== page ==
Photoallergy to topical agents
Photoprotection by oral or topical agents
Our purpose in clinical phototoxicity studies is to detect whether or not an investigational drug, laser, Light Emitting Diode (LED) or other light source can potentially cause cutaneous phototoxicity in man. A clinical study will help determine how severe such phototoxicity (if detected) is and which wavelengths of light are clinically important, leading to appropriate advice on precautions for labelling (if needed). Photosafety regulatory guidelines were introduced in Europe and the USA and it has become increasingly important to define drug phototoxicity risk for patients, regulatory authorities and the pharmaceutical industry. Our protocols provide tests to wavelengths across the ultraviolet B (UVB), ultraviolet A (UVA) and visible parts of the optical radiation spectrum, through monochromator phototesting, which can divide light into several wavebands to which the subject is exposed. Spectratox also often uses a solar simulator but it is important that this is an adjunct to, not instead of, the monochromator. This is because testing only with a solar simulator could potentially miss drug induced UVA phototoxicity that might be very relevant in many situations. A solar simulator is a simulator of middle of the day equatorial sunlight at sea-level on a cloudless day. Spectratox usually compares the investigational drug with a placebo group and with a positive control group. The two main reasons for a positive control are that it ensures that the test system works and it is a measure to ensure blinding by those assessing phototoxic responses. The endpoint is to establish the Phototoxic Index (PI) of the drug under investigation and the main wavelengths involved and how any phototoxicity compares with that of the positive control and placebo, in order to ascertain the significance and clinical relevance of any findings. Studies are generally undertaken in healthy volunteers, although in some instances selected patient group may be investigated.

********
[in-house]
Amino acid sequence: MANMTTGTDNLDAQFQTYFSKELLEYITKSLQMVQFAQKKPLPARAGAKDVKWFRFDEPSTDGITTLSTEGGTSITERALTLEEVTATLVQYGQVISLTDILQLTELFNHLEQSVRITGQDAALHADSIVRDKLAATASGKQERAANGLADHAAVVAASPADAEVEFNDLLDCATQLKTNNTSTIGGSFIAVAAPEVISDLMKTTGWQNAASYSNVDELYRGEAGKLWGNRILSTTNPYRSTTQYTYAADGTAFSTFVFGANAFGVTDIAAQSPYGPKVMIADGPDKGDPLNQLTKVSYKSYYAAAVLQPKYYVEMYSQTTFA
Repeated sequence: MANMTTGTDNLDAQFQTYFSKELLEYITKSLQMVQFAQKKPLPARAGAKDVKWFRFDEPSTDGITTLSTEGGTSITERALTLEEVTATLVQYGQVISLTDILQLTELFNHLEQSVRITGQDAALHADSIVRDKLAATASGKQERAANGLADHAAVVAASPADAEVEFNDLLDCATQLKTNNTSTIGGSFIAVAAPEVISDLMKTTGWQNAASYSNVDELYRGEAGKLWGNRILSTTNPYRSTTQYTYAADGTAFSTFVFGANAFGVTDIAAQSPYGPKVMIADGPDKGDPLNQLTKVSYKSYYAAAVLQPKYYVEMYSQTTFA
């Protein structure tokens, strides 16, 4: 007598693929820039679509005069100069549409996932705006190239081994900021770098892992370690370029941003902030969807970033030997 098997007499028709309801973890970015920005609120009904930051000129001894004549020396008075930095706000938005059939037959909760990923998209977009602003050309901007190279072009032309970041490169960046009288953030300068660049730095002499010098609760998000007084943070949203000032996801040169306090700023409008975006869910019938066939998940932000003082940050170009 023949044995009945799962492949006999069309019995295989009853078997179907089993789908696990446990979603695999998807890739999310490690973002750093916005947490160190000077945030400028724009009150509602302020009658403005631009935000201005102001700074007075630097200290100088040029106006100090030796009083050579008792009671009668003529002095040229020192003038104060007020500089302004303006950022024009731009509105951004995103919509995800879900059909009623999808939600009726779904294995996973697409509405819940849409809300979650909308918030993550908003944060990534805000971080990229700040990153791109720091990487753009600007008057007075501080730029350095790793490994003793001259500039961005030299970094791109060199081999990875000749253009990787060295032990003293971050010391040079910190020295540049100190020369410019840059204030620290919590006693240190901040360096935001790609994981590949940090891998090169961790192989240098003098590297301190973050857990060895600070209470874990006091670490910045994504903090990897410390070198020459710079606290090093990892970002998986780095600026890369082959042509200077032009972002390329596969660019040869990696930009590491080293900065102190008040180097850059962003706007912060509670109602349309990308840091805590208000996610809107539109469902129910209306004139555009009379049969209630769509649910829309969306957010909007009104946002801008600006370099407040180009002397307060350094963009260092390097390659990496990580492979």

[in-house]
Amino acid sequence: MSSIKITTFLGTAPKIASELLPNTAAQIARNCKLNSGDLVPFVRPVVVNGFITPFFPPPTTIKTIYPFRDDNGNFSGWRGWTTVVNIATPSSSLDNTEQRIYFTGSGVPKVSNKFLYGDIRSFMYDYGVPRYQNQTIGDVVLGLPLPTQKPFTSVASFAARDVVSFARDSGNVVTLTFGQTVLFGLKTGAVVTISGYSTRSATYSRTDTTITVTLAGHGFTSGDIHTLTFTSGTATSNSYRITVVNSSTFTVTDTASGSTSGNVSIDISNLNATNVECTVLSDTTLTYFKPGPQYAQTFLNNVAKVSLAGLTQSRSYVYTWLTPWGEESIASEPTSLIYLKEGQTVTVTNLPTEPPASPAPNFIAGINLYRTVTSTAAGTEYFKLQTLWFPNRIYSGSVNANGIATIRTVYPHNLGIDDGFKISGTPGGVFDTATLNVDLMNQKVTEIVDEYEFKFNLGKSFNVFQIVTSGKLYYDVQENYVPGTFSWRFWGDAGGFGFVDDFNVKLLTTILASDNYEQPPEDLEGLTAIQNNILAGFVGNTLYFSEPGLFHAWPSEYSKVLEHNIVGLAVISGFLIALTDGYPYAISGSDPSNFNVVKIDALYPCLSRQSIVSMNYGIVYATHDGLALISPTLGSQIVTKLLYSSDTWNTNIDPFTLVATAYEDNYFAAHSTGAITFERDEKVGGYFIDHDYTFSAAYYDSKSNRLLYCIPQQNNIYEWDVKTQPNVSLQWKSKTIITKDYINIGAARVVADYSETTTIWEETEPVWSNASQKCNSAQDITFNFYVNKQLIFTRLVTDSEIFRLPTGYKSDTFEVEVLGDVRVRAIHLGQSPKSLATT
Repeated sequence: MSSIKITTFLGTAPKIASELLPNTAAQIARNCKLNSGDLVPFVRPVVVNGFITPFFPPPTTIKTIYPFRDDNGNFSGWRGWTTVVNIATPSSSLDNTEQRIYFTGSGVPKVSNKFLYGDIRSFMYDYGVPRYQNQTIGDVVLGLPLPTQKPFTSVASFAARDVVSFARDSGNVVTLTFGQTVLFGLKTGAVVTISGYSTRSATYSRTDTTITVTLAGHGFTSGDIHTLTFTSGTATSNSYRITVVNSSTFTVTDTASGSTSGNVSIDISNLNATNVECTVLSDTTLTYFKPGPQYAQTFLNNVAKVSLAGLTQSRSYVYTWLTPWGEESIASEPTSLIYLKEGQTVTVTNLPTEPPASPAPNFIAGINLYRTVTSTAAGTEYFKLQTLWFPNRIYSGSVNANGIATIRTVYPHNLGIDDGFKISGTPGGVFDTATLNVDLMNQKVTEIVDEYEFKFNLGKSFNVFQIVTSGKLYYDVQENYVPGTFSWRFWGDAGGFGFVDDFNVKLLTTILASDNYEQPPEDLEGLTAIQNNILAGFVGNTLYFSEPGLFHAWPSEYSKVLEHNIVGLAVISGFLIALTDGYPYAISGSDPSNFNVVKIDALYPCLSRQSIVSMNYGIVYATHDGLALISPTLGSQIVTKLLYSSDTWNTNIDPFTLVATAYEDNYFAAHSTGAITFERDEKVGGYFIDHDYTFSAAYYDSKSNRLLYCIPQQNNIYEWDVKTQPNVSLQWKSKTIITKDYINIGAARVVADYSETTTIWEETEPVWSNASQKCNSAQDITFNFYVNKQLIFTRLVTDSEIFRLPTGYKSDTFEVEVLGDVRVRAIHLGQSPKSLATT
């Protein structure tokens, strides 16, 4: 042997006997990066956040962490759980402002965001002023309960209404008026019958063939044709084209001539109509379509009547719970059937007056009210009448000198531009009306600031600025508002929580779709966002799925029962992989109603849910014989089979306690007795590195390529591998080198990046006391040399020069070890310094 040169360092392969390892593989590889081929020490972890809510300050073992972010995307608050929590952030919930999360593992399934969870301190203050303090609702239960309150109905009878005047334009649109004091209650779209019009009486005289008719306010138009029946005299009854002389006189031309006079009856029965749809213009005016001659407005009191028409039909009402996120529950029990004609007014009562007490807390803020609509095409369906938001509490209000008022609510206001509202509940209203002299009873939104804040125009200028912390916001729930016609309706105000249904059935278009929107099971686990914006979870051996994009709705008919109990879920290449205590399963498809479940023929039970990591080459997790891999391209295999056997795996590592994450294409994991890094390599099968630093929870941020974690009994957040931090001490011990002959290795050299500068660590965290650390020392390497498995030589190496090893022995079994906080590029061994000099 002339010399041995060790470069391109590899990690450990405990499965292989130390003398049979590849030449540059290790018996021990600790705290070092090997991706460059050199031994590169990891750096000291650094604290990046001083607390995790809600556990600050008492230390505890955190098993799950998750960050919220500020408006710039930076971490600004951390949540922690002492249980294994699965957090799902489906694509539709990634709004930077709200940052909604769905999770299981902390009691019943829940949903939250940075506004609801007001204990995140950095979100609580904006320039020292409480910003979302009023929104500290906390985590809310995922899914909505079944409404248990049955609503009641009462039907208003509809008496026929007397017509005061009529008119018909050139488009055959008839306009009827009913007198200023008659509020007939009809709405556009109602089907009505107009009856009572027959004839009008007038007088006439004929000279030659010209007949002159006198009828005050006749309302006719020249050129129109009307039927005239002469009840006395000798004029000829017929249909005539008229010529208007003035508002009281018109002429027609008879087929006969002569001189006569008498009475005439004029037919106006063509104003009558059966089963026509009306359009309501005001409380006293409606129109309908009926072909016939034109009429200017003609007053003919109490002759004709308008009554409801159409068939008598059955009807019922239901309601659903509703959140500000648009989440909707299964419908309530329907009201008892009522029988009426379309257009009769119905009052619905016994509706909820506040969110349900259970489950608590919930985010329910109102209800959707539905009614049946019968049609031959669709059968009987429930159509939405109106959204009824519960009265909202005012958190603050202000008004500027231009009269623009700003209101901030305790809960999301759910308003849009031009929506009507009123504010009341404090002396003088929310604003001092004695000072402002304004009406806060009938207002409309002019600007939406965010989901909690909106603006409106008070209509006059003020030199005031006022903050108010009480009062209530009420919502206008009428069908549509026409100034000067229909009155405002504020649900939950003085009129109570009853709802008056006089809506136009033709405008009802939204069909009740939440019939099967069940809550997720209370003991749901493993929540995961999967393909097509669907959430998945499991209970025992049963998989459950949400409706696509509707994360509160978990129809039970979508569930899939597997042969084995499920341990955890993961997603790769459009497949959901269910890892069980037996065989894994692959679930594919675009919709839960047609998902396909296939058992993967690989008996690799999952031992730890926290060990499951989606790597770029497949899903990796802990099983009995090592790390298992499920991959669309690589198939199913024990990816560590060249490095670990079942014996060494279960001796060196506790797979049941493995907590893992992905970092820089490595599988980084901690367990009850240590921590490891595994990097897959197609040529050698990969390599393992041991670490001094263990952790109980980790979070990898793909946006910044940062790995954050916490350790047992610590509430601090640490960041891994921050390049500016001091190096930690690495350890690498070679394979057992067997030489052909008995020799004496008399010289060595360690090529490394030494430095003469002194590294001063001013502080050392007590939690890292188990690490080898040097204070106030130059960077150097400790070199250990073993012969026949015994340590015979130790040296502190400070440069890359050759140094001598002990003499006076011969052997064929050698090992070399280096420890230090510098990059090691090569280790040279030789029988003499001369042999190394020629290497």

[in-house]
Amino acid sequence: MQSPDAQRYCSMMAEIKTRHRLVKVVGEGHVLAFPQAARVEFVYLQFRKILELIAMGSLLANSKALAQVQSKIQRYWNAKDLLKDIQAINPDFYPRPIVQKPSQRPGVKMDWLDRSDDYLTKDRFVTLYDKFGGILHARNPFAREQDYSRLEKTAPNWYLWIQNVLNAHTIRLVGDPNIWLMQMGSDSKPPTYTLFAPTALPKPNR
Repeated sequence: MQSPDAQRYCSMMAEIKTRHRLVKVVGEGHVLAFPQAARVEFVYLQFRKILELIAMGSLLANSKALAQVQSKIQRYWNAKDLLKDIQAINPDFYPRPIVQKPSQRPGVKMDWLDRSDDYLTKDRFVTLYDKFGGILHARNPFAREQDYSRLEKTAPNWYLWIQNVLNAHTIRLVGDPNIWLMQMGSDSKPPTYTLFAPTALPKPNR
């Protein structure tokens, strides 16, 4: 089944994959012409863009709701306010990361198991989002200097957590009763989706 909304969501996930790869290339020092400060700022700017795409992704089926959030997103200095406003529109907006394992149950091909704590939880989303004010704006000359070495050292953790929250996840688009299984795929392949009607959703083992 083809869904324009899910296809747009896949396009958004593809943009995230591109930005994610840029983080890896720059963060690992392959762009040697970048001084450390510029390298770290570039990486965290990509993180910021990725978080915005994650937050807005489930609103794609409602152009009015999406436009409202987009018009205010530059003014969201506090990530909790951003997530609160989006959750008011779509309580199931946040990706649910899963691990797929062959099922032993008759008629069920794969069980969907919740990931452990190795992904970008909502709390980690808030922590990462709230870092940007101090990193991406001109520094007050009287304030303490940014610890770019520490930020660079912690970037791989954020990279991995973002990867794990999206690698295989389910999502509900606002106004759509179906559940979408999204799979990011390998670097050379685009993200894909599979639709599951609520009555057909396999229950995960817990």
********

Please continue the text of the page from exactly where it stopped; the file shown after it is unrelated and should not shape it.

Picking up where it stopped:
Phototoxicity may also be an issue for drugs and chemicals that absorb UV and/or visible radiation and are applied topically, or accumulate in the skin following administration by other routes. We are also able to investigate possible photoallergy to topically applied drugs by photopatch testing. Patch testing is a method for detecting an allergic response to a substance that comes into contact with the skin, whilst photopatch testing is method for detecting a photoallergic response to a substance in the presence of light.
We have experience and expertise in undertaking healthy volunteer studies of potentially photoprotective compounds, such as nutraceuticals and antioxidants, which may be investigated through either the systemic or topical route of delivery. Through the use of monochromator phototesting of volunteers in the absence or presence of the potential photoprotective agent we are able to define the photoprotective index (PPI) of the compound.